'The British Way is to be in Europe, but not run by Europe.

'That's why the Conservative way is the British Way.

'In each generation the left of this country regroups. It leaves behind its old errors and disastrous programmes and adopts new ones. Different each time, but each time an attempt to make Britain something that it isn't, to make Britain somewhere else.

'And so in each generation the Conservative Party faces a new challenge. How to safeguard and advance the basic character, values and institutions of our country in the face of yet another new left.

'The challenge has rarely been more difficult than it is this time. But I think it has never been so important.

'For New Labour threatens so much that is important in this country. It threatens our freedom, our democracy, our prosperity, our independence. It has persuaded so many people who love these things to let down their guard and to stand by while this assault on the character of our country goes on.

'Well, we're not going to stand idly by.

'We're going to fight for the British Way

'We are going to change our Party. We are going to listen to Britain. We are going to make sure that we are in touch with the basic instincts of the British people.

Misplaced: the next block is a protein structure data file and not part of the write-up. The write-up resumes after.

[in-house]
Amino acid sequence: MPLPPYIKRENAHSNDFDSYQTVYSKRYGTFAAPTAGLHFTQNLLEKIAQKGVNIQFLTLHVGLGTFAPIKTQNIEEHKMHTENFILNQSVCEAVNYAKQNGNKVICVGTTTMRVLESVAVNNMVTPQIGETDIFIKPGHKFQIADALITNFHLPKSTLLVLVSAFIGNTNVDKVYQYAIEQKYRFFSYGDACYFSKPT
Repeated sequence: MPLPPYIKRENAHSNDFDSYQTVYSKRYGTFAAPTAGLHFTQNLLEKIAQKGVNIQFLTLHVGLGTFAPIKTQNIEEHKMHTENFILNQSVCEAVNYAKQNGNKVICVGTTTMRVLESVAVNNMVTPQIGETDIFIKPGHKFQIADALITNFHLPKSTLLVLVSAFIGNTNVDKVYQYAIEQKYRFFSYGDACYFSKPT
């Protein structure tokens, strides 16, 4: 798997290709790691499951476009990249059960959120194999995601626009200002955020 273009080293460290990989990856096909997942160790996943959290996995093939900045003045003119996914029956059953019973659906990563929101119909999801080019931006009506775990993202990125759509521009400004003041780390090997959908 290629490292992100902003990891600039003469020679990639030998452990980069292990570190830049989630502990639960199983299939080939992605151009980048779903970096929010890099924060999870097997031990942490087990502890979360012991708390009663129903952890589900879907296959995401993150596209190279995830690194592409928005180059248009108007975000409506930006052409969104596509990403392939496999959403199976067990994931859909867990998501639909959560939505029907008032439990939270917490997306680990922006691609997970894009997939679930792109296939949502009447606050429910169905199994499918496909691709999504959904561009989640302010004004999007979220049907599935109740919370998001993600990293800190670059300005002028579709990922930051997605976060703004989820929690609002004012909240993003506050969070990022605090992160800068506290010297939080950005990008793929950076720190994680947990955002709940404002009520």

'We are going to be in touch with a Britain that values its freedom and is beginning to resent the way that New Labour is becoming bossier by the day.

'We are going to be in touch with a Britain that wants decent public services and is beginning to realise that New Labour's way will not work.

'We are going to be in touch with a Britain that has a deep sense of fair play and will quickly realise that Labour do not understand it.

'We are going to be in touch with a Britain that values its stability and democracy and will be horrified when it realises how New Labour has undermined them.

'We are going to be in touch with a Britain that wants to be in Europe but not run by Europe.

'The time has come for us to do what the British people expect us to do, and take on this Government.

'The time has come for us to take off the gloves and punch our weight.

'The time has come for us to be all that we know we can be.

'The Conservative Party has shaped British politics for the whole of the twentieth century and you have given me the privilege of leading us into the twenty first century.

'Be assured we have no intention of being satisfied with reading that history. We have every intention of continuing to write it.

'Together that is what we shall do.'